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I have designed a very large deck and the client wanted to take 2' off in one direction and another 3' in the other. I have custom framed the deck framing per the engineer and don't want to change the framing. The problem is that I need to rebuild the deck in order to not show the decking from overhanging the framing. Is there a way to just rebuild the decking and not the framing of the deck itself. as you can from the rendering shown below you can see that the decking overhangs the decking. Everytime I rebuild it it changes the framing per CA.
I am having a difficult time with the framing of the rafters; in regards to birds mouth specifically. I am looking for assistance as I have tried many different options in aligning them to the beams. Please help me! I'd greatly appreciate it!
Ps, I only began to notice the difference, when I changed depth of hip rafters to 3.5".
I have created a number of different wall types to show proper dimensions (i.e. when one side of the wall is 5/8" Type X and the other side is 1/2" drywall) as well as to calculate the correct material counts and to show the proper information in the schedules. Unfortunately doing that seems to have a down side...it changes the framing as if they were separate walls instead of the same wall with different materials on them. I have seen the following side effects (colors refer to screenshots below):
(Green Arrow) In unfinished rooms such as an attic storage space which only has a subfloor but no drywall, the walls get pushed up into the rafters by what appears to be 3". (Red Arrows) The floor joists and top/bottom plates are cut in the middle when they should be continuous pieces of wood. In addition, you can see that the walls which are produced are not boxed at the end...the top & bottom plates stick out at the end. (Purple Arrow) Parts of the gable wall are not created. In this case you could argue that it is not needed, but if a builder makes a wall he is not going to leave a hole in it. (Blue Arrows) An extra stud is added to a room that has no drywall, and therefore doesn't need nailer studs. In addition, it looks like the other stud needed as a nailer for the finished room in the middle is missing from the plan view of the framing (see 2nd screenshot).
Am I doing this all wrong (creating separate wall types), or is there a way to use them and fix (any of) the issues I mentioned?
Thanks in advance for any help!
PS - I am a little surprised that the wall finish is not part of the room settings (like the floor & ceiling already are)...that would allow you to have continuous walls and still have different materials in each room (i.e. greenboard in the bath, 5/8" type X in a garage, unfinished in an attic, etc.
Example of Wall Issue.plan
After sending this plan to my engineer he has requested several things that are list in the pdf files.
I can not combine framing layer 4 and 2 that are basically the same wall but separated. With the headers that the engineer is suggesting I will have to raise the ceiling, roof and trusses. I also need to have a soffit retained over the entry for lighting but have the outside ends match with no boxed soffit. The are layers in the wall that appear as shapes in the drywall that I cannot seem to find or eliminate. The windows cannot be lowered since the closet ceiling and the closet roof limit the movement in the wall. I have drawn red lines for the framing that the engineer has requested but can't place the framing on the same layer. I would appreciate any insight on how to accomplish this so I can get it back to him for review and have accurate details for the layout and city plan review.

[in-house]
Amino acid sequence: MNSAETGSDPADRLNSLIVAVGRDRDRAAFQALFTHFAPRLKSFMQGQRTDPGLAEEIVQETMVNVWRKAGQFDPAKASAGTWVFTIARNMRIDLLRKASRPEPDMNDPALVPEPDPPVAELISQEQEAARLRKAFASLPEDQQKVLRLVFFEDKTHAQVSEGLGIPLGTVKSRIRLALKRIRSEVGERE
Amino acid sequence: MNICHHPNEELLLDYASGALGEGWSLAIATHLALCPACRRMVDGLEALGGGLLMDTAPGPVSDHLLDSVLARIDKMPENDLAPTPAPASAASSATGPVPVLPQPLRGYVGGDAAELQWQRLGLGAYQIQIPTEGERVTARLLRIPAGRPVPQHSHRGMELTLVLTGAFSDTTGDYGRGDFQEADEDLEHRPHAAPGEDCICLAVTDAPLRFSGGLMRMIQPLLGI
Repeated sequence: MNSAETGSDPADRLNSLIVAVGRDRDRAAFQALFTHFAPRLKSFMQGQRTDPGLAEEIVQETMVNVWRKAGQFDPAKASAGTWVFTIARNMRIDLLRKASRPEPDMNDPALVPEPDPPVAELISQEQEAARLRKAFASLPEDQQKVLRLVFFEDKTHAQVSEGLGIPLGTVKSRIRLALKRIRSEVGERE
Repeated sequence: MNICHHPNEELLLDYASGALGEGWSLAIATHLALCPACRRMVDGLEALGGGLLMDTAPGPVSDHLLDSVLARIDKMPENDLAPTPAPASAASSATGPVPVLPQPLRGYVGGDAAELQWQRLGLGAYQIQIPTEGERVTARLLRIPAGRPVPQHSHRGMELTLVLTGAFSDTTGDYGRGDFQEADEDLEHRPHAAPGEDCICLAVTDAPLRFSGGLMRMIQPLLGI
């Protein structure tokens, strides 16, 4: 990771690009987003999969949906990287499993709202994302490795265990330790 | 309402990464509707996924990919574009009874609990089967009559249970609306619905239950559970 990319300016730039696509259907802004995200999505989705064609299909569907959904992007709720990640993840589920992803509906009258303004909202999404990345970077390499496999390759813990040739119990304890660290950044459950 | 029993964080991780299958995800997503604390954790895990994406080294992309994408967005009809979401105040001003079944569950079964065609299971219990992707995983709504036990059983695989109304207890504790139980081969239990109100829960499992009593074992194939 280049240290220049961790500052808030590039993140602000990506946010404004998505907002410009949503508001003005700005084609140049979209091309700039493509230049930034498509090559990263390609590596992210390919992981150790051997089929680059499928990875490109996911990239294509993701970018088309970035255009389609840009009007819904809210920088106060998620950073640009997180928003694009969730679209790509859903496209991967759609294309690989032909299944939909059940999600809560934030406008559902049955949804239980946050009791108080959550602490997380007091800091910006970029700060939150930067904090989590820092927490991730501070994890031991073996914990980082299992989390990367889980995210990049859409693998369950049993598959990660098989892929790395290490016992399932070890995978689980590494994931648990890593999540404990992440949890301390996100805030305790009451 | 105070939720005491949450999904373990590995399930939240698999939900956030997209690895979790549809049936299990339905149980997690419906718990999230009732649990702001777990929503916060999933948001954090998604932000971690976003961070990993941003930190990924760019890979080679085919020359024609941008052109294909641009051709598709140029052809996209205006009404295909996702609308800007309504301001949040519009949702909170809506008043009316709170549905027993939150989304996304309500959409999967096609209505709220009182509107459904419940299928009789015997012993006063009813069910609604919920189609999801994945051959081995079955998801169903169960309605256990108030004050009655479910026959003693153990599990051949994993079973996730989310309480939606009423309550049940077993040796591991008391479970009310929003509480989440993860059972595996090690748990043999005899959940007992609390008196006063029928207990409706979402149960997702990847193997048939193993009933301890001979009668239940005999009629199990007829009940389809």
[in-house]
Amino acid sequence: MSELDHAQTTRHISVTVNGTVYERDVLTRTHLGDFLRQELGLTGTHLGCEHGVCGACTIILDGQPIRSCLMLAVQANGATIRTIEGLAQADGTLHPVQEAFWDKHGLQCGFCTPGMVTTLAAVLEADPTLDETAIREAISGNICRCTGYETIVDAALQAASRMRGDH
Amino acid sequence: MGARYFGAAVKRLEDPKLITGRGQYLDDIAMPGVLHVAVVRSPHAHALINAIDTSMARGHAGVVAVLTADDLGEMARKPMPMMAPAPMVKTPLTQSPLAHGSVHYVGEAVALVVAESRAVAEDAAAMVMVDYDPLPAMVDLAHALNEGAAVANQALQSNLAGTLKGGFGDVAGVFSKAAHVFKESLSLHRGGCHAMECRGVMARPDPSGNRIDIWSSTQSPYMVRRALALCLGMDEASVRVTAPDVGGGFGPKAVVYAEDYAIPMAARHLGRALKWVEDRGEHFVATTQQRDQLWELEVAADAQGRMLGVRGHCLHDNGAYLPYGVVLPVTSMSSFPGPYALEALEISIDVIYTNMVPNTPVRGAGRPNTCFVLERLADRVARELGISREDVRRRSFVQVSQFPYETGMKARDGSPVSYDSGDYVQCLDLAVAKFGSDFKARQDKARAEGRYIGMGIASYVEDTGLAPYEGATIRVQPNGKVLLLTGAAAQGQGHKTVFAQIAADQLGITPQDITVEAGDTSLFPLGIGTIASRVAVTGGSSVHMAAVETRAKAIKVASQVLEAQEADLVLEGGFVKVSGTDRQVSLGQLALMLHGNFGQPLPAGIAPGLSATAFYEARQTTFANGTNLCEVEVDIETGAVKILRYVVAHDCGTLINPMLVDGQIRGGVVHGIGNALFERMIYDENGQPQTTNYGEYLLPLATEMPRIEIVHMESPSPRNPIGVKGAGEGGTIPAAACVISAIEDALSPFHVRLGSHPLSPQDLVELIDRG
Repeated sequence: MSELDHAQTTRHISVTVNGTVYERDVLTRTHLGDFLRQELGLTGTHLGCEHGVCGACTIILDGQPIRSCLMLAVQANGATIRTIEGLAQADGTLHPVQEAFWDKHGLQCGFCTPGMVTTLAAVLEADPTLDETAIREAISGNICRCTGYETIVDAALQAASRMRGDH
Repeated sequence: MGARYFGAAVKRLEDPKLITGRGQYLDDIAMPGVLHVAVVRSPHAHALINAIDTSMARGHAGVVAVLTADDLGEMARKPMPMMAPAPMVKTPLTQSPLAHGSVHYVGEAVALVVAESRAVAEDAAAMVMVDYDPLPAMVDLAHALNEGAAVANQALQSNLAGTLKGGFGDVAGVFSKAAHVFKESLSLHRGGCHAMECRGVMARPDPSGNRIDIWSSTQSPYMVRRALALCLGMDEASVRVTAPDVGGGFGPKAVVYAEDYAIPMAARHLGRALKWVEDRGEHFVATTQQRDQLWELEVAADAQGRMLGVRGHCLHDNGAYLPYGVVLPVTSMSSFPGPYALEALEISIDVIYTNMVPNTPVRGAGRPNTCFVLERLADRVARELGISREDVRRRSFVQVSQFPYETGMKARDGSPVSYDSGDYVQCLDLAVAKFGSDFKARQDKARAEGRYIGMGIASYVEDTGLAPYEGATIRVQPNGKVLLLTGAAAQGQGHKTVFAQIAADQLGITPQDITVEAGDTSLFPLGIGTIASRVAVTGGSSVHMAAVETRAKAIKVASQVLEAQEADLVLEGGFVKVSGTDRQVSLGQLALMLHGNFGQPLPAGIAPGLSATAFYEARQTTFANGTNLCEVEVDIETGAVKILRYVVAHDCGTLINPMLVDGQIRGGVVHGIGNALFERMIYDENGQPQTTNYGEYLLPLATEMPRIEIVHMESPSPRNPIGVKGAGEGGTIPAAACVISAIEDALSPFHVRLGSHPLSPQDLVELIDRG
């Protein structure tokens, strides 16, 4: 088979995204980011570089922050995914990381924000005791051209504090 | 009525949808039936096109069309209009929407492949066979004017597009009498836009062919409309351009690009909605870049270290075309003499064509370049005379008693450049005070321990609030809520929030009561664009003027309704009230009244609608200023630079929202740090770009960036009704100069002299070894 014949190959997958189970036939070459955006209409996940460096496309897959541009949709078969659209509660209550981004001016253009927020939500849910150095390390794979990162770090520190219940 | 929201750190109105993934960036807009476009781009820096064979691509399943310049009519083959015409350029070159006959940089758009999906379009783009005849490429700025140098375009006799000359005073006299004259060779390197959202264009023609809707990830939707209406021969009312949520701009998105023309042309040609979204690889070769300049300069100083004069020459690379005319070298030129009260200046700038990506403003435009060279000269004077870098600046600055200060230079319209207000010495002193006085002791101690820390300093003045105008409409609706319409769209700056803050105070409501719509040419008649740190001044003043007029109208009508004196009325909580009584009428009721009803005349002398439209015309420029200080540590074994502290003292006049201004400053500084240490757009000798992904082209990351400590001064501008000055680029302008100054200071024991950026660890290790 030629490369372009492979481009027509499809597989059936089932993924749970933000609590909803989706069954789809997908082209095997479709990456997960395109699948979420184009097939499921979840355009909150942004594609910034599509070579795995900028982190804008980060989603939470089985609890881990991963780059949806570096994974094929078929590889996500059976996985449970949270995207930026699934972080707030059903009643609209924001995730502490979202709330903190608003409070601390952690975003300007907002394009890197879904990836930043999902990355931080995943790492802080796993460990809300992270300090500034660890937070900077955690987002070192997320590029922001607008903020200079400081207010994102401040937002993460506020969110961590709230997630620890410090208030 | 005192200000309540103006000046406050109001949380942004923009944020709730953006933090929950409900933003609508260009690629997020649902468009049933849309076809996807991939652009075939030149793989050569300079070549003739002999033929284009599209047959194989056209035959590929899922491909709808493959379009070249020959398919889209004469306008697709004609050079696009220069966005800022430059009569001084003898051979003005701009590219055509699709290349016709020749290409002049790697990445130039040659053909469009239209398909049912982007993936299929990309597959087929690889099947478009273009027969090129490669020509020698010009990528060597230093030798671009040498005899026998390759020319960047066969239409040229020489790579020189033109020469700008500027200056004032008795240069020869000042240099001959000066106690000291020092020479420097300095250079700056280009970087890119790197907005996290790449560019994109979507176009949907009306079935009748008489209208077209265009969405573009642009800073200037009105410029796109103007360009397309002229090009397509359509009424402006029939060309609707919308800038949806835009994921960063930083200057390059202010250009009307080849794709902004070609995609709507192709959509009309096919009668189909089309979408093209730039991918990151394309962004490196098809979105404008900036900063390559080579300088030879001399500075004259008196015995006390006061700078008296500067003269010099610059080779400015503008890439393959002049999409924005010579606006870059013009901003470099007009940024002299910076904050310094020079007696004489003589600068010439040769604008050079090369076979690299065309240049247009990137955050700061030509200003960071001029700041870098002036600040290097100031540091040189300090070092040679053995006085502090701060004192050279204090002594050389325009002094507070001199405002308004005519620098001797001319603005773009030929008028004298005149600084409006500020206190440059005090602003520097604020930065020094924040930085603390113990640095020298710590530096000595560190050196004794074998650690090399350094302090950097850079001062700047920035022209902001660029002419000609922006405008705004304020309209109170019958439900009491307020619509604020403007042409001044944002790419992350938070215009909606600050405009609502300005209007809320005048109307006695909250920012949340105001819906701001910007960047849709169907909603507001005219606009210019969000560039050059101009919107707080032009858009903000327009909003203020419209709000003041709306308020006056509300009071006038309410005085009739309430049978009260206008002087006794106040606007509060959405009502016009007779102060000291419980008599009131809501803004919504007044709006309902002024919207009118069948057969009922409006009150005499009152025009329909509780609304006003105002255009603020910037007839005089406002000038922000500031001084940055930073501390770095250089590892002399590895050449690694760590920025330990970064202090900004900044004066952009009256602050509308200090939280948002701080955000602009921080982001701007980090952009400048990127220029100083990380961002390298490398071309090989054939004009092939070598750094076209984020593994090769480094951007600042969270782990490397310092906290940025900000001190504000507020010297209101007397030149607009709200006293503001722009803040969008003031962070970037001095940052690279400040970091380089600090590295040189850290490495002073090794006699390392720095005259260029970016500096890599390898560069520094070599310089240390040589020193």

Megale Center Plan 2.7.20.zip
2nd Wall Layer 4 Megale Center Plan 2.7.20.pdf
Megale Center Plan 2 2.7.20.pdf
Megale Center Plan 2.7.20.pdf
Wall Layer 2 Megale Center Plan 2.7.20.pdf
Wall Layer 4 Megale Center Plan 2.7.20.pdf
Summary: We're creating a vaulted tray ceiling in a house that started as a double-wide mobile home. I want to model the existing "trusses" so that I can figure out how to do the rafters to frame out the new ceiling. I cannot figure out how to do this though.
This house started out as a double-wide mobile home. It's been remodeled several times, huge portions added, walls rebuilt in places, rooms moved, walls removed. But the roof structure through the middle of the house is a 2.5/12 pitch, framed as follows: 2x2 rafter, 2x2 joist, 16" OC, with 12" pieces of 1/4" paneling used as gussets every 12". The tall wall has 1/2" plywood as a ridge beam. I attached a drawing that shows each side.
I tried changing the rafter and joist settings to 1.5" x 1.5", but it insists on building roof framing with 6" rafters floating above the walls, and framing the tall wall with studs that are in the room wall below.
I tried to manually draw the framing in like the CAD detail drawing I attached, but I can't figure out how to rotate the 2x2 rafter to the 2.5/12 pitch angle. I figured I'd draw one "truss" manually, and then replicate/copy it across every 16". But after about 6 hours (admittedly I'm new to this app) I still couldn't figure it out.
I put both sides together, and added the 2x6 rafters and 2x4 cross brace. Then we plan to cut the trusses back flush with the rafters and brace. The wall will be coming out of the middle. There's no code here, unincorporated county, so no building inspection to send this through.
Is there a way I can take this CAD drawing and use it for the actual rafters - extrude the 2D shapes into 3D?